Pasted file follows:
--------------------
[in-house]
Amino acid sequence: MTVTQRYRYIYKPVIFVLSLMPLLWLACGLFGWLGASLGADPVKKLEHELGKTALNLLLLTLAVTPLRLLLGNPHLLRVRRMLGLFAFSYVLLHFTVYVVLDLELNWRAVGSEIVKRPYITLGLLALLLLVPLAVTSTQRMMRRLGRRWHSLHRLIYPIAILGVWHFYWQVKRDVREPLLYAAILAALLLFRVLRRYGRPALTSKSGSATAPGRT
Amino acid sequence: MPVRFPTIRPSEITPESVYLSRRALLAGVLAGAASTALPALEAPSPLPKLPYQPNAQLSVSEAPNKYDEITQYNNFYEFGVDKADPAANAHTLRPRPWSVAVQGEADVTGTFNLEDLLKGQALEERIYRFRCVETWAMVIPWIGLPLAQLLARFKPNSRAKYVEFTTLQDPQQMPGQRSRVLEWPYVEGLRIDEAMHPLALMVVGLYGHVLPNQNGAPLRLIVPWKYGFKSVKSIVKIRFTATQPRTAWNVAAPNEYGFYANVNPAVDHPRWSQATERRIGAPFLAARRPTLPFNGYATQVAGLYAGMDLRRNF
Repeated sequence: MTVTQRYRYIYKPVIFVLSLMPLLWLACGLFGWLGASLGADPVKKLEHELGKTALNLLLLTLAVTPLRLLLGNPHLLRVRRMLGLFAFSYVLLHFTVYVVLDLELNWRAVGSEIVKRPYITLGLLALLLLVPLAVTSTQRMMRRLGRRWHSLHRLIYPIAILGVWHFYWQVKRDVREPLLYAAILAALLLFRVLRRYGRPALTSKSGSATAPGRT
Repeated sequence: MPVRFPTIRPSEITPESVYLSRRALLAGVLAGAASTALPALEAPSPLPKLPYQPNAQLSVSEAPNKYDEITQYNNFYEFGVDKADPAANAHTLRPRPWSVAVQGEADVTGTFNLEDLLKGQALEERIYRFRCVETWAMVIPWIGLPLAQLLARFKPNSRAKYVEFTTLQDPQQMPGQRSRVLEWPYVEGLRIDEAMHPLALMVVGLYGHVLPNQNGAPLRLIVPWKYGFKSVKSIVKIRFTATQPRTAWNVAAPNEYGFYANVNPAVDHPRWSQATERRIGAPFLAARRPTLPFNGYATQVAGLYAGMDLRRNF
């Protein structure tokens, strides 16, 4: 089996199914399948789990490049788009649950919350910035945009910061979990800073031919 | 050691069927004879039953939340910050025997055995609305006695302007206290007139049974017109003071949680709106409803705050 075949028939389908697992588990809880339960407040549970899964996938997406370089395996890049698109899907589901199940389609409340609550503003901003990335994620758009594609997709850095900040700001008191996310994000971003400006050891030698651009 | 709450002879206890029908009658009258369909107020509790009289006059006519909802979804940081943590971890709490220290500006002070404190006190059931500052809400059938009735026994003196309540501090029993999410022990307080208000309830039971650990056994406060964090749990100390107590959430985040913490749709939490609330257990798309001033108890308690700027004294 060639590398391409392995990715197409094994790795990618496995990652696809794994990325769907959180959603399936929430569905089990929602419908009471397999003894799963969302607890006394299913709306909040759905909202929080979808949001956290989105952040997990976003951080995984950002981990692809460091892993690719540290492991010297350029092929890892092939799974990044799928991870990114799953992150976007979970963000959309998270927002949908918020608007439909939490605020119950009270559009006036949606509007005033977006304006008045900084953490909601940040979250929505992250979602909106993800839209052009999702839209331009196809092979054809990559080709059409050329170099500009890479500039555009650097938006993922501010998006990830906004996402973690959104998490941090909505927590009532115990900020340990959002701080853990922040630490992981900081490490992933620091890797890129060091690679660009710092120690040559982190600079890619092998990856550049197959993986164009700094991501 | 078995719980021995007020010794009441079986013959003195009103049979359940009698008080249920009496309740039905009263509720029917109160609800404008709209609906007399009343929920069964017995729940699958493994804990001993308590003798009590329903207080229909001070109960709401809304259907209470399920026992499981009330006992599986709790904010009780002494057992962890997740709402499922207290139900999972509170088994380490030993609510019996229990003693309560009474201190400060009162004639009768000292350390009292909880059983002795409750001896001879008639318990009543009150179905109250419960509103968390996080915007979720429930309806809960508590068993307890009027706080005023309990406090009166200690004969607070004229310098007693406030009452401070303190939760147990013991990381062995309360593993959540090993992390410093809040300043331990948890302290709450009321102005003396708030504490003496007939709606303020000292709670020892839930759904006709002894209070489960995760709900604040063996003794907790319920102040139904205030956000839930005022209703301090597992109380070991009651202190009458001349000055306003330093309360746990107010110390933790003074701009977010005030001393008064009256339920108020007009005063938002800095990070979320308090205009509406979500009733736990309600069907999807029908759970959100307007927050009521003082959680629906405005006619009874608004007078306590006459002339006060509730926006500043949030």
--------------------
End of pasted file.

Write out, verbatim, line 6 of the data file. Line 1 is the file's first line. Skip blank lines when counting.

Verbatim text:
């Protein structure tokens, strides 16, 4: 089996199914399948789990490049788009649950919350910035945009910061979990800073031919 | 050691069927004879039953939340910050025997055995609305006695302007206290007139049974017109003071949680709106409803705050 075949028939389908697992588990809880339960407040549970899964996938997406370089395996890049698109899907589901199940389609409340609550503003901003990335994620758009594609997709850095900040700001008191996310994000971003400006050891030698651009 | 709450002879206890029908009658009258369909107020509790009289006059006519909802979804940081943590971890709490220290500006002070404190006190059931500052809400059938009735026994003196309540501090029993999410022990307080208000309830039971650990056994406060964090749990100390107590959430985040913490749709939490609330257990798309001033108890308690700027004294 060639590398391409392995990715197409094994790795990618496995990652696809794994990325769907959180959603399936929430569905089990929602419908009471397999003894799963969302607890006394299913709306909040759905909202929080979808949001956290989105952040997990976003951080995984950002981990692809460091892993690719540290492991010297350029092929890892092939799974990044799928991870990114799953992150976007979970963000959309998270927002949908918020608007439909939490605020119950009270559009006036949606509007005033977006304006008045900084953490909601940040979250929505992250979602909106993800839209052009999702839209331009196809092979054809990559080709059409050329170099500009890479500039555009650097938006993922501010998006990830906004996402973690959104998490941090909505927590009532115990900020340990959002701080853990922040630490992981900081490490992933620091890797890129060091690679660009710092120690040559982190600079890619092998990856550049197959993986164009700094991501 | 078995719980021995007020010794009441079986013959003195009103049979359940009698008080249920009496309740039905009263509720029917109160609800404008709209609906007399009343929920069964017995729940699958493994804990001993308590003798009590329903207080229909001070109960709401809304259907209470399920026992499981009330006992599986709790904010009780002494057992962890997740709402499922207290139900999972509170088994380490030993609510019996229990003693309560009474201190400060009162004639009768000292350390009292909880059983002795409750001896001879008639318990009543009150179905109250419960509103968390996080915007979720429930309806809960508590068993307890009027706080005023309990406090009166200690004969607070004229310098007693406030009452401070303190939760147990013991990381062995309360593993959540090993992390410093809040300043331990948890302290709450009321102005003396708030504490003496007939709606303020000292709670020892839930759904006709002894209070489960995760709900604040063996003794907790319920102040139904205030956000839930005022209703301090597992109380070991009651202190009458001349000055306003330093309360746990107010110390933790003074701009977010005030001393008064009256339920108020007009005063938002800095990070979320308090205009509406979500009733736990309600069907999807029908759970959100307007927050009521003082959680629906405005006619009874608004007078306590006459002339006060509730926006500043949030």